Daniel Bullock, Ph.D. (Professor, Department of Cognitive and Neural Systems (CRC)) Interests of the Bullock lab are focused on the use of integrated computational models of local circuits implicated in reinforcement learning, planning of action sequences (including speech), and motivated decision making. Current models focus on forebrain circuits within or linking: laminar frontal cortex, the striatum and other parts of the basal ganglia, and midbrain dopaminergic areas. The long-term goal is construction of quantitative models of sufficient accuracy to predict effects of many pharmacological manipulations on decision-making, voluntary behavior, and skill learning.
Alice Cronin-Golomb, Ph.D. (Professor, Department of Psychology (CRC)) directs the Vision & Cognition Laboratory whose principal focus is determining the factors that influence visual cognition in normal aging and age-related neurological disease. Her laboratory is identifying the brain bases of high-order cognitive dysfunction in neuropsychological populations, principally Alzheimer’s disease and Parkinson’s disease.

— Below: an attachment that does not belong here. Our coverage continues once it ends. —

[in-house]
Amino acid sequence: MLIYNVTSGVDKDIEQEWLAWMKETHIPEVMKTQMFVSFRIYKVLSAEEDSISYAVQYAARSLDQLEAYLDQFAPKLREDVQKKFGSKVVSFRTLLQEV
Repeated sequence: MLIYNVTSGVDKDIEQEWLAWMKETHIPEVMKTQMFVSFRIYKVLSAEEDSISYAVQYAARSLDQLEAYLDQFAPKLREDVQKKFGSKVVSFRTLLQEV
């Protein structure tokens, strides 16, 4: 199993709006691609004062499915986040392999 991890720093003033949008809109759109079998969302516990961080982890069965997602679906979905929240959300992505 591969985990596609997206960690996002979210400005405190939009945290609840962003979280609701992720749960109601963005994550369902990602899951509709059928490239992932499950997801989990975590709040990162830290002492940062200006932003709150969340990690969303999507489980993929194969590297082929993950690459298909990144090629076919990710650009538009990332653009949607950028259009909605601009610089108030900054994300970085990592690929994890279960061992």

Howard Eichenbaum, Ph.D. (Professor and Director of the BU Center for Neuroscience, Department of Psychology and Pharmacology (CRC/BUMC)) The hippocampus plays a critical role in memory formation, but our understanding of just what the hippocampus does and how it performs its functions are still issues of considerable controversy. To enhance our knowledge about hippocampal function, the laboratory is pursuing a combination of neuropsychological studies of the nature of memory loss in animals with damage to the hippocampus and related cortical areas, and we are pursuing electrophysiological recording studies that seek to determine how information is represented by the hippocampus and associated cortical areas.